ps.println "[${df.format(new Date())}] $msg"

def parseLog(def log){
def lines = []
new StringReader(log).eachLine{ line ->
lines << line
if(lines.size < 2) return;
def ret = [:]
def items = lines[1].split(/[|]/)
ret['rev'] = items[0].trim().substring(1)
ret['author'] = items[1]
ret['date'] = items[2]
ret['log'] = log
return ret
}catch (Exception e) {
return null

def getBASErev(def path){
def base = 'BASE'
"svn info -r BASE $path".execute().in.eachLine{
def m = it=~/Revision:\s+(\d+)/
if(m.matches()){ base = m.group(1) }
return base

projects.each{name, path ->
printLog("processing $name", ps)
def revisions =
"svn log -r BASE:HEAD --limit 30 --incremental $path"
def BASErev = getBASErev(path)
def lastrev = null
def logs = [['rev':'BASE']]
revisions.each{rev ->
def parsed = parseLog(rev)
if (parsed != null)logs << parsed
if(logs.size == 1){
printLog('already up to date, nothing to process', ps); return
for(int i =0; i< logs.size -1; i++){
def rev1 = logs[i], rev2 = logs[i+1]
if(rev2['rev'] == BASErev){ continue;} //no need to diff BASE
def diff =
"svn diff -r ${rev1['rev']}:${rev2['rev']} $path".execute().text
def s = SUBJECT.make([
rev: rev2['rev'], name: name,
author: rev2['author'] ]).toString()
def b = BODY.make([
name: name, rev: rev2['rev'],
author:rev2['author'], date: rev2['date'],
log: logs[i+1]['log'], fulldiff: diff
printLog( "sending $s ...", ps)
sendEmail(s, b, emailconfig)
lastrev = rev2['rev']
// bring the local to the last rev we had diffed
if(lastrev != null){
printLog("svn up -r $lastrev $path", ps) ;
"svn up -r $lastrev $path".execute() }

}catch(Exception e){
printLog('\nChilling out for 5 min ...\n', ps)
//chill out for 5 min
sleep chill*60*1000


def sendEmail(def subject, def body, def config){
Properties props = new Properties()
props.put("mail.transport.protocol", config.protocol);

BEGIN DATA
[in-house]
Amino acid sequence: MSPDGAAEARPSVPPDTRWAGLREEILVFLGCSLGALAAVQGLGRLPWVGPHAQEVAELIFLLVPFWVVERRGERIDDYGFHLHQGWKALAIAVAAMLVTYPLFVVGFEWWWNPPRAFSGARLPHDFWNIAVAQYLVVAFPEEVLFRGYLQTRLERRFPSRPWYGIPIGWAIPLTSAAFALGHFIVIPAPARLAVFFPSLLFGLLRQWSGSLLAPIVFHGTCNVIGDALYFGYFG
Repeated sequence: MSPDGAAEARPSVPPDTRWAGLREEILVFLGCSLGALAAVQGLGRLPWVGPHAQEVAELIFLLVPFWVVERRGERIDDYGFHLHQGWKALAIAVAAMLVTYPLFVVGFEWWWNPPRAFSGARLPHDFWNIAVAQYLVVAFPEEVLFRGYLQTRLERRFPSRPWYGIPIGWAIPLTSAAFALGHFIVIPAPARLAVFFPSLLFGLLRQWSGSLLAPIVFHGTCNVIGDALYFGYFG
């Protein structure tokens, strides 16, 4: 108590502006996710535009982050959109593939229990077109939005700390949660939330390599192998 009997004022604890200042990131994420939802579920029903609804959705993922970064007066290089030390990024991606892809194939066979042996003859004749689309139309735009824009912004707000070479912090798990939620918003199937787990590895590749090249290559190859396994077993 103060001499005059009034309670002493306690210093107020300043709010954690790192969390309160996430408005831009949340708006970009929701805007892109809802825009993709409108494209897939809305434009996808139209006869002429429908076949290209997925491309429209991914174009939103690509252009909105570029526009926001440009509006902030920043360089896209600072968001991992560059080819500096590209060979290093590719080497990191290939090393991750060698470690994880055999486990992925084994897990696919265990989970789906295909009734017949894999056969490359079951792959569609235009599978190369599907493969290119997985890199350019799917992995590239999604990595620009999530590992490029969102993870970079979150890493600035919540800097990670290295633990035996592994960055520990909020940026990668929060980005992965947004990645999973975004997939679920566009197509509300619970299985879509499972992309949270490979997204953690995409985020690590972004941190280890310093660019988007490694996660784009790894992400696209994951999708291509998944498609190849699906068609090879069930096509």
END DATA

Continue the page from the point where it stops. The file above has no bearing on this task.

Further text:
props.put("mail.smtps.host", config.host);
props.put("mail.smtps.auth", "true");

Session session = Session.getDefaultInstance(props)
Transport transport = session.getTransport()

MimeMessage message = new MimeMessage(session)
message.setContent(body, 'text/plain')
new InternetAddress('my.email@my.domain'))

transport.connect(config.host, config.port,
config.user, config.password)



A few things should be noted. First of all, it uses java mail, which is not part of the JDK. So make sure you have it available in groovy's classpath (just throw the jars in $GROOVY_HOME/lib). I am using gmail's smtp server just for illustration purposes. It's probably not a good idea to have your company's svn commits messages all go thru gmail, it might get you into troubles. You should use your company's internal smtp server for internal projects. This script works as long as you have read accesses to a repository. So if you are not a developer of projects say apache commons but still want to track its revisions thru commit emails, you can hook this script to their repository and receive emails for every commit!

There are many features in Groovy (this language makes me so happy :-) ) which make scripting extremely easy. The above script showcased quite a few of them. Imagine if you need to write it in Java how much codes you need to write. I will never want to write this in Java.